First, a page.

Baker’s Math Practice Problems

Now that your starter is bubbling away and you’ve learned how to write a recipe, let’s rest and take a day to practice some Baker’s Math. The answers and detailed explanations are at the bottom, so print out the worksheet, grab a pencil and a calculator, and see what you can figure out.

Inspired by practice problems from the Wild Yeast blog.

Problems

1. Convert each recipe to mass

A. Focaccia with 550 g Flour
100% Flour
73% Starter
86% Water
10 % Olive oil
1 % Salt

Calculating Recipes with Baker’s Math

Last post, we talked about all about the science of starters. While you’re nurturing your culture, let’s take some time to talk about all the recipes you’re going to tackle once you’ve for a healthy starter going. Ladies and germs (or, I should say, lacto-bacteria), may I present: Baker’s Math.

If you’re a math person, get ready to learn a new kind of percentages that just might drive you crazy at first. If you hate math, consider this a chance to finally master something that wrecked your GPA in high school.

Recipes for bread (and beyond) are often written in “Baker’s Math,” “Baker’s Percentage,” or “Flour Weight.” While it initially looks baffling, it’s actually a great way to convert recipes between English and Metric mass systems (ounces and grams) and increase or reduce the amount of bread you’re making.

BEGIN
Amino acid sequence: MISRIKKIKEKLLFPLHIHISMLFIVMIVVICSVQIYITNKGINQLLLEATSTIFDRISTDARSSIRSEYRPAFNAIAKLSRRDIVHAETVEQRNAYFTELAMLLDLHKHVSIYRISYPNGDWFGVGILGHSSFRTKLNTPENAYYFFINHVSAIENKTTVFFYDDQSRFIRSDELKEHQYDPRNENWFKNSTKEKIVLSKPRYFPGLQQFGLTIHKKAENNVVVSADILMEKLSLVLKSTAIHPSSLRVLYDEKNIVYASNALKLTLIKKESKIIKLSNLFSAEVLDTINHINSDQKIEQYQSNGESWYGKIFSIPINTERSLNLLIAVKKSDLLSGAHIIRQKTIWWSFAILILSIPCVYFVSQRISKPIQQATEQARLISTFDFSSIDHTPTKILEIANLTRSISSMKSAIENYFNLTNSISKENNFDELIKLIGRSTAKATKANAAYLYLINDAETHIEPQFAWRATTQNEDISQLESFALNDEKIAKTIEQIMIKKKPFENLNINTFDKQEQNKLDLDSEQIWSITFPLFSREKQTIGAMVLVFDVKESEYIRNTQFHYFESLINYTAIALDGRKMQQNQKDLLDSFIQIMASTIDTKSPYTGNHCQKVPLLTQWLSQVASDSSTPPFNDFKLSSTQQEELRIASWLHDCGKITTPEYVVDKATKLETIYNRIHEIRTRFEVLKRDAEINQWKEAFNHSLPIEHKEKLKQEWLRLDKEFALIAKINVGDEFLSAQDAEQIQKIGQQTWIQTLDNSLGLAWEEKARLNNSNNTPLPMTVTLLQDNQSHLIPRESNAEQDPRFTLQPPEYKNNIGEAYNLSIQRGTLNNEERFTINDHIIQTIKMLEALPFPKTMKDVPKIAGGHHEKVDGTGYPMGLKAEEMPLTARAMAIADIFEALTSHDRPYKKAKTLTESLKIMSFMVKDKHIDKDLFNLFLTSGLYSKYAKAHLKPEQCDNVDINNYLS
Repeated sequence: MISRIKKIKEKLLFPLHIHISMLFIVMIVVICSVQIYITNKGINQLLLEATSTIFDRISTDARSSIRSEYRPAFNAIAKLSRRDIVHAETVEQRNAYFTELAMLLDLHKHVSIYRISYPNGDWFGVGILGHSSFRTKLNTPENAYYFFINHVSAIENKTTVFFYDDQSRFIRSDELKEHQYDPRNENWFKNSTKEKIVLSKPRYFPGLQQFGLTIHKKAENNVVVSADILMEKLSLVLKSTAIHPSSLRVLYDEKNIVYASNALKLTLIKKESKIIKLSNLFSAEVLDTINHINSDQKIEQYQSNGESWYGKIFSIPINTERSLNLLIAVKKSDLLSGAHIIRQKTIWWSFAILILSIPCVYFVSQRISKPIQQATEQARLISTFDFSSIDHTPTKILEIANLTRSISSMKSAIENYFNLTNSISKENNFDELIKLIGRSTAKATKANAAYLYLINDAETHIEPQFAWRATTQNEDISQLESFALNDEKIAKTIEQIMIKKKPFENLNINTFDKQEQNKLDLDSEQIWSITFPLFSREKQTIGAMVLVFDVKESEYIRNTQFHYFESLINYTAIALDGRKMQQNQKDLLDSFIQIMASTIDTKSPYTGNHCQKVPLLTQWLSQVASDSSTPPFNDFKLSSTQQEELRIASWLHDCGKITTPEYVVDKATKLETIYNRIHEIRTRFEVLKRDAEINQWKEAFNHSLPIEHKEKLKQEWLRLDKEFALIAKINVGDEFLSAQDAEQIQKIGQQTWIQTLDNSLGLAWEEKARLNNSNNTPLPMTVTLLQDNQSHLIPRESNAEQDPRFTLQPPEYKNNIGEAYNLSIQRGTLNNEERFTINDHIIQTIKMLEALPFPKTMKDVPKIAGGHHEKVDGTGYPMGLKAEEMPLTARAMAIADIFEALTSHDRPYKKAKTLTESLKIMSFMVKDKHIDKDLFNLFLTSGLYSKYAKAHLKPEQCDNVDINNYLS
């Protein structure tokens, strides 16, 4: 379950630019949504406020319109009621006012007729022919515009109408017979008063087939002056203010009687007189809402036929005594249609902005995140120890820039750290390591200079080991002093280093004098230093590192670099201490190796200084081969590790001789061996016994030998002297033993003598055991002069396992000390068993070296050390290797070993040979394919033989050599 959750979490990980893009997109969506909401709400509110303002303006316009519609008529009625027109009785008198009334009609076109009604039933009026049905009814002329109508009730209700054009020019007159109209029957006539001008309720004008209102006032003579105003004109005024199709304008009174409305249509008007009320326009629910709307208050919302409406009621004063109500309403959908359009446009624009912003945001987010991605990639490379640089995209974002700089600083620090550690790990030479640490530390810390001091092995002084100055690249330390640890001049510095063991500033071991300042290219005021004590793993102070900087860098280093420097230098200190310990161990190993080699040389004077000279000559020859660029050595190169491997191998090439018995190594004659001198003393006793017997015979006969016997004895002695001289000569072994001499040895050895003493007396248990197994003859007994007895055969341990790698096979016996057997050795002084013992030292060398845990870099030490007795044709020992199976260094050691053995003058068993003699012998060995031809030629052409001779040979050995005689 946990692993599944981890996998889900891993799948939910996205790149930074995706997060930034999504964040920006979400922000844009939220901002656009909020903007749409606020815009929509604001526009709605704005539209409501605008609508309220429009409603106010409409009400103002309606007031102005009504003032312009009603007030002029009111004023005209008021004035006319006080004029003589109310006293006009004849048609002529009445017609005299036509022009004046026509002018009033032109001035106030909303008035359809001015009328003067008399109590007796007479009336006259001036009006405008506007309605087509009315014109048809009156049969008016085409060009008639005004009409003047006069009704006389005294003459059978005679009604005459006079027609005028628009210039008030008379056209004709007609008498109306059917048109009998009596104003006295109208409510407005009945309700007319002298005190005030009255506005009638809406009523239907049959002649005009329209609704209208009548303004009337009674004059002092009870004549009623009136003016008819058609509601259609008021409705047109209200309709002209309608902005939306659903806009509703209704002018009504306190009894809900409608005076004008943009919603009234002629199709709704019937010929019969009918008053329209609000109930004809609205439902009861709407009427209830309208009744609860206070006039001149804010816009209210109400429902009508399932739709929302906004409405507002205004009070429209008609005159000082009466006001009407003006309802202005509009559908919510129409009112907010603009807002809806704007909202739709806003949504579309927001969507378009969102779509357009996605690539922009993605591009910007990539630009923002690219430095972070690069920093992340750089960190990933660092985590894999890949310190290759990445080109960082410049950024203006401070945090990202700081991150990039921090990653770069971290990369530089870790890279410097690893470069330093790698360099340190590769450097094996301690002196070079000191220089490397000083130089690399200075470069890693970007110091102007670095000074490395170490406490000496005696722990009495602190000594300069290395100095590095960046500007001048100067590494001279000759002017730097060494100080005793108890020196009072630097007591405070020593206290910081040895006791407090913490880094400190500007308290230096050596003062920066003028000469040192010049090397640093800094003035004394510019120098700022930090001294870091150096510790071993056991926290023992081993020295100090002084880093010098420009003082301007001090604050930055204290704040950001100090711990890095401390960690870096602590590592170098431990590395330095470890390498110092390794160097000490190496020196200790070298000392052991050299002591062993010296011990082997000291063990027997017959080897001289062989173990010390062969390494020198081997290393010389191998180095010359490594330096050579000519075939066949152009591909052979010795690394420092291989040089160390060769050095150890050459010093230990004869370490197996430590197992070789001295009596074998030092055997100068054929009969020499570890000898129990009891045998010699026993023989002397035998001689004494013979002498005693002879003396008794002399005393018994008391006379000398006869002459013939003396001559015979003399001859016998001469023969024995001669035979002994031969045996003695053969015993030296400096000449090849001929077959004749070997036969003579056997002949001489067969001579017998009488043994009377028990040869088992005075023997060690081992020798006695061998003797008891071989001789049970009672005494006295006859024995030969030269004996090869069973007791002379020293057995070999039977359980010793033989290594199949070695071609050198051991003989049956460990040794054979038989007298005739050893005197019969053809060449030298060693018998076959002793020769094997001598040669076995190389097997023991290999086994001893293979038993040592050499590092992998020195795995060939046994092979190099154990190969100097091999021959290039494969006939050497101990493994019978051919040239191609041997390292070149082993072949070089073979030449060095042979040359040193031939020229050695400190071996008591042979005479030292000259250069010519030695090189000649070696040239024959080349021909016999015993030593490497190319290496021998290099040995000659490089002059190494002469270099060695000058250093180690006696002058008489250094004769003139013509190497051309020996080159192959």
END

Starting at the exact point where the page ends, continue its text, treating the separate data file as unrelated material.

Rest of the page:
Conversion Aversion: Dealing With The English System of Measurement

The other day, I saw this handy conversion chart on The Kitchen:

I loved the idea, but decided that it was a little complicated to read when I wanted to convert more than a single unit. Since I’ve been working on nailing down recipes – and not just mixing a little of this and a little of that and getting frustrated when I end up with exactly what I want and no idea how to duplicate it – for salves, deodorant, and chapstick, I thought I might go ahead and make charts for myself.

The volume chart includes “English” (because as far as I can tell, Americans are the only ones stupid enough to measure in cups and pints) and metric measurements, as well as drops if you’re using something pungent like an essential oil. It also includes common items that approximate each unit of measurement since not all of us know what a quart looks like.

Click for a full-sized image

Luckily, mass is not quite as complicated. Most of us are familiar with what an ounce and pound feel like, if not a gram.

When measuring for body products, mass is really the best way to ensure that you’re mixing proper ratios. A tablespoon of beeswax, for example, weighs half as much as a tablespoon of olive oil if you pack it lightly, but up to the same weight as olive oil if you pack it tightly or melt it. Cooking by mass doesn’t hurt either, but most American ingredients tend to be measured by volume.

Measuring by mass also reduces your clean up at the end. Rather than using a separate measuring cup or spoon or different ingredients, you can tare a scale to the cup you’re using to mix and throw everything in.